grant

The molecular identification of FoxP3 +ve regulatory T cells [ 2006 - 2008 ]

Also known as: What are the genes controlling the T cell regulatory phenotype?

Research Grant

[Cite as http://purl.org/au-research/grants/nhmrc/399123]

Researchers: Prof Simon Barry (Principal investigator) ,  Prof Frances Shannon Prof Heddy Zola Prof Richard D'Andrea

Brief description The immune system has a series of checks and balances in place to distinguish foreign bodies from normal, or self-antigens. In healthy individuals this prevents the immune system from attacking the cells and tissues of the body, food proteins, and the beneficial bacteria of the gut. However in autoimmune disease the system becomes imbalanced, allowing reactions to benign antigens, causing diseases such as diabetes, asthma and rheumatoid arthritis. One of the key players in the maintenance of a healthy immune system is a specialized set of T cells known as T Regulatory cells. These cells are rare, at 1-4% of all T cells, yet are potent modulators of other T cells, and can prevent the activation of a T cell if it is reacting to a self-antigen. If they can control the cause of autoimmune disease, and patient Treg cells can be manipulated, it may be possible to use them therapeutically. Recently the switch that is required to generate regulatory cells was identified from patients with a rare autoimmune disease called Immunodysregulation, polyendocrynopathy, enteropathy, X-linked syndrome or IPEX. A mouse disease, Scurfy, with similar symptoms, is caused by the same mutations. The mutated gene encodes a protein, FoxP3, and this protein is able to bind to other genes in T cells and regulate their function. Without this protein, there are no T regulatory cells, resulting in autoimmune disorders. At this time there is very little known about how the FoxP3 gene is able to make a T cell become a regulatory T cell, and nothing is known about the genes that are turned off and on to facilitate this. If we can understand better the role of this protein, FoxP3, in the generation and maintenance of T cells with regulatory function, we may better be able to diagnose and treat autoimmune diseases, and this knowledge will have broad application to many autoimmune disorders.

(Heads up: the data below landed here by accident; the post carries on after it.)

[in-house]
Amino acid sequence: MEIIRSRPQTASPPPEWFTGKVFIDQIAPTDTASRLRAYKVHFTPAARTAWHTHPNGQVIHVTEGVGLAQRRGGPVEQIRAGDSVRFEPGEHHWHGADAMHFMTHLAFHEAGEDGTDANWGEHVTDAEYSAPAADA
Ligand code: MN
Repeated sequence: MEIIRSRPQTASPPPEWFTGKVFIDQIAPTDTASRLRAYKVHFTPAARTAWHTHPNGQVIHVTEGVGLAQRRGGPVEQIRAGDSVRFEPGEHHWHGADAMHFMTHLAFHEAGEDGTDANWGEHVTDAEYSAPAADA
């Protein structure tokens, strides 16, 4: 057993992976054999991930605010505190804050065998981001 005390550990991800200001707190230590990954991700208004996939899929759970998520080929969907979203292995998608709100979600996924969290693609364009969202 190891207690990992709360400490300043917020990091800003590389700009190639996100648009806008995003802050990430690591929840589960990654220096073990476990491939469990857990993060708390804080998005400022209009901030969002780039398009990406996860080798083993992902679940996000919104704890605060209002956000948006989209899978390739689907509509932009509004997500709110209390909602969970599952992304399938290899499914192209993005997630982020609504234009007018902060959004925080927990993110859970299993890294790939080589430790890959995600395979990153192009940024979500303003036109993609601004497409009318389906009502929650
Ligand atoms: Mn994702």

Funding Amount $AUD 483,273.48

Funding Scheme NHMRC Project Grants

Notes Standard Project Grant

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